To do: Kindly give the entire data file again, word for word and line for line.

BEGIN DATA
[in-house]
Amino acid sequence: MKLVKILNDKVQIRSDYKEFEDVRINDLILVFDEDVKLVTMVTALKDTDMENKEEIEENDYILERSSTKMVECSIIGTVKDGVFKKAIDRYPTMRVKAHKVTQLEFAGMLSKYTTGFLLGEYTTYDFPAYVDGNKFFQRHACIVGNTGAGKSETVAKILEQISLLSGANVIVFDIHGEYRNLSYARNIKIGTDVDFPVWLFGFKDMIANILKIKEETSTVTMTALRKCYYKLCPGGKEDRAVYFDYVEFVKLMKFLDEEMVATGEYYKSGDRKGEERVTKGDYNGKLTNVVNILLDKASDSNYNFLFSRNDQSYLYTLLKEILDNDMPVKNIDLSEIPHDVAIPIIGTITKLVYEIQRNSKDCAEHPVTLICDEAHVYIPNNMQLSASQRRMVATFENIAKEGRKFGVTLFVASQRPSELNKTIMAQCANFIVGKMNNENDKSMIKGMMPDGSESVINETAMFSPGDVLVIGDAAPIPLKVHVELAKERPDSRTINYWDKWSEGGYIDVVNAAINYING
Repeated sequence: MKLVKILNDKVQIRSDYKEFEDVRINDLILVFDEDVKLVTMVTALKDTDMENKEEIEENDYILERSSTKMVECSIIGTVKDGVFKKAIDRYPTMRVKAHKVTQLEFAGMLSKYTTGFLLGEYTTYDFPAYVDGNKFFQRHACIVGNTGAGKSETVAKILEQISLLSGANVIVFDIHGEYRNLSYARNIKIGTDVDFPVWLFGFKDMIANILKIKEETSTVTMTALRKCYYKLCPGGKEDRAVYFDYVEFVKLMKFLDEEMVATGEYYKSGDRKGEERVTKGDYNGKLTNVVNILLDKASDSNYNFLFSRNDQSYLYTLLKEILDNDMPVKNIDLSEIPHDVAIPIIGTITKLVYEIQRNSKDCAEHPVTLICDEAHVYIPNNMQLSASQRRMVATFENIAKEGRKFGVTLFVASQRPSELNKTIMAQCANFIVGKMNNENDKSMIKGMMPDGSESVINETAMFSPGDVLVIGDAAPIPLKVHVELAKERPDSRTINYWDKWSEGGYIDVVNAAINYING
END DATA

[in-house]
Amino acid sequence: MKLVKILNDKVQIRSDYKEFEDVRINDLILVFDEDVKLVTMVTALKDTDMENKEEIEENDYILERSSTKMVECSIIGTVKDGVFKKAIDRYPTMRVKAHKVTQLEFAGMLSKYTTGFLLGEYTTYDFPAYVDGNKFFQRHACIVGNTGAGKSETVAKILEQISLLSGANVIVFDIHGEYRNLSYARNIKIGTDVDFPVWLFGFKDMIANILKIKEETSTVTMTALRKCYYKLCPGGKEDRAVYFDYVEFVKLMKFLDEEMVATGEYYKSGDRKGEERVTKGDYNGKLTNVVNILLDKASDSNYNFLFSRNDQSYLYTLLKEILDNDMPVKNIDLSEIPHDVAIPIIGTITKLVYEIQRNSKDCAEHPVTLICDEAHVYIPNNMQLSASQRRMVATFENIAKEGRKFGVTLFVASQRPSELNKTIMAQCANFIVGKMNNENDKSMIKGMMPDGSESVINETAMFSPGDVLVIGDAAPIPLKVHVELAKERPDSRTINYWDKWSEGGYIDVVNAAINYING
Repeated sequence: MKLVKILNDKVQIRSDYKEFEDVRINDLILVFDEDVKLVTMVTALKDTDMENKEEIEENDYILERSSTKMVECSIIGTVKDGVFKKAIDRYPTMRVKAHKVTQLEFAGMLSKYTTGFLLGEYTTYDFPAYVDGNKFFQRHACIVGNTGAGKSETVAKILEQISLLSGANVIVFDIHGEYRNLSYARNIKIGTDVDFPVWLFGFKDMIANILKIKEETSTVTMTALRKCYYKLCPGGKEDRAVYFDYVEFVKLMKFLDEEMVATGEYYKSGDRKGEERVTKGDYNGKLTNVVNILLDKASDSNYNFLFSRNDQSYLYTLLKEILDNDMPVKNIDLSEIPHDVAIPIIGTITKLVYEIQRNSKDCAEHPVTLICDEAHVYIPNNMQLSASQRRMVATFENIAKEGRKFGVTLFVASQRPSELNKTIMAQCANFIVGKMNNENDKSMIKGMMPDGSESVINETAMFSPGDVLVIGDAAPIPLKVHVELAKERPDSRTINYWDKWSEGGYIDVVNAAINYING